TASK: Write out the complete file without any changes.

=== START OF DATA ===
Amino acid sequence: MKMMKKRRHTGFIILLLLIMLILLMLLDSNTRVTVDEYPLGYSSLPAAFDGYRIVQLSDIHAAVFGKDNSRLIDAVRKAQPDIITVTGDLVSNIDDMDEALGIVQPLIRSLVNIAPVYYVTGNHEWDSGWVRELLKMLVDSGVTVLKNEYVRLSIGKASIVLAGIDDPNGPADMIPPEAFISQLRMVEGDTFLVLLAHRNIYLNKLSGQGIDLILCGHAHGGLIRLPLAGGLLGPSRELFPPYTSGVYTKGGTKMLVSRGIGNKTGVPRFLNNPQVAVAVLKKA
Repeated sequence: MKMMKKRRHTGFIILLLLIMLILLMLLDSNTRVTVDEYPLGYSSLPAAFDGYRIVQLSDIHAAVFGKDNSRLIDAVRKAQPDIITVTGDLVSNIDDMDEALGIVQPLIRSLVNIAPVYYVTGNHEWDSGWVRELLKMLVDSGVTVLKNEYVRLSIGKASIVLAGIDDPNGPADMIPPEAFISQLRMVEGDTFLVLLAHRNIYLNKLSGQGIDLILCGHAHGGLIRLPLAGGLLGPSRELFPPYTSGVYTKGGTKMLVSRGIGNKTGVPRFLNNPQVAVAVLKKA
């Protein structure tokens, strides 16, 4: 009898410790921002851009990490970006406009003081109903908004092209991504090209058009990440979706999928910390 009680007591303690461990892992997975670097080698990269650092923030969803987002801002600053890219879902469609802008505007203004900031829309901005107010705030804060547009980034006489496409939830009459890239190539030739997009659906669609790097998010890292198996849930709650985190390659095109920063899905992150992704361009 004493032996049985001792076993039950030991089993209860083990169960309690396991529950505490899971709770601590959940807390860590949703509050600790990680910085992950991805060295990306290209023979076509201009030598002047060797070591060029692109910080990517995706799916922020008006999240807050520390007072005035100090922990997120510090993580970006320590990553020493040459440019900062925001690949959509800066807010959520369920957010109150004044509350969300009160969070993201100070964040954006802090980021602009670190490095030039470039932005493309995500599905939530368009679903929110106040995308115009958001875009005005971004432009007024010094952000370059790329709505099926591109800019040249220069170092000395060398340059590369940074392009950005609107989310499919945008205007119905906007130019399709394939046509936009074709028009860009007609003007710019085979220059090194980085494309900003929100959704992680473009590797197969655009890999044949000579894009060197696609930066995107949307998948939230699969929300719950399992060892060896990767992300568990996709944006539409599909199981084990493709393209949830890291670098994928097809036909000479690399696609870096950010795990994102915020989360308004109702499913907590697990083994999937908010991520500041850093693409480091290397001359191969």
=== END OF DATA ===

Amino acid sequence: MKMMKKRRHTGFIILLLLIMLILLMLLDSNTRVTVDEYPLGYSSLPAAFDGYRIVQLSDIHAAVFGKDNSRLIDAVRKAQPDIITVTGDLVSNIDDMDEALGIVQPLIRSLVNIAPVYYVTGNHEWDSGWVRELLKMLVDSGVTVLKNEYVRLSIGKASIVLAGIDDPNGPADMIPPEAFISQLRMVEGDTFLVLLAHRNIYLNKLSGQGIDLILCGHAHGGLIRLPLAGGLLGPSRELFPPYTSGVYTKGGTKMLVSRGIGNKTGVPRFLNNPQVAVAVLKKA
Repeated sequence: MKMMKKRRHTGFIILLLLIMLILLMLLDSNTRVTVDEYPLGYSSLPAAFDGYRIVQLSDIHAAVFGKDNSRLIDAVRKAQPDIITVTGDLVSNIDDMDEALGIVQPLIRSLVNIAPVYYVTGNHEWDSGWVRELLKMLVDSGVTVLKNEYVRLSIGKASIVLAGIDDPNGPADMIPPEAFISQLRMVEGDTFLVLLAHRNIYLNKLSGQGIDLILCGHAHGGLIRLPLAGGLLGPSRELFPPYTSGVYTKGGTKMLVSRGIGNKTGVPRFLNNPQVAVAVLKKA
């Protein structure tokens, strides 16, 4: 009898410790921002851009990490970006406009003081109903908004092209991504090209058009990440979706999928910390 009680007591303690461990892992997975670097080698990269650092923030969803987002801002600053890219879902469609802008505007203004900031829309901005107010705030804060547009980034006489496409939830009459890239190539030739997009659906669609790097998010890292198996849930709650985190390659095109920063899905992150992704361009 004493032996049985001792076993039950030991089993209860083990169960309690396991529950505490899971709770601590959940807390860590949703509050600790990680910085992950991805060295990306290209023979076509201009030598002047060797070591060029692109910080990517995706799916922020008006999240807050520390007072005035100090922990997120510090993580970006320590990553020493040459440019900062925001690949959509800066807010959520369920957010109150004044509350969300009160969070993201100070964040954006802090980021602009670190490095030039470039932005493309995500599905939530368009679903929110106040995308115009958001875009005005971004432009007024010094952000370059790329709505099926591109800019040249220069170092000395060398340059590369940074392009950005609107989310499919945008205007119905906007130019399709394939046509936009074709028009860009007609003007710019085979220059090194980085494309900003929100959704992680473009590797197969655009890999044949000579894009060197696609930066995107949307998948939230699969929300719950399992060892060896990767992300568990996709944006539409599909199981084990493709393209949830890291670098994928097809036909000479690399696609870096950010795990994102915020989360308004109702499913907590697990083994999937908010991520500041850093693409480091290397001359191969």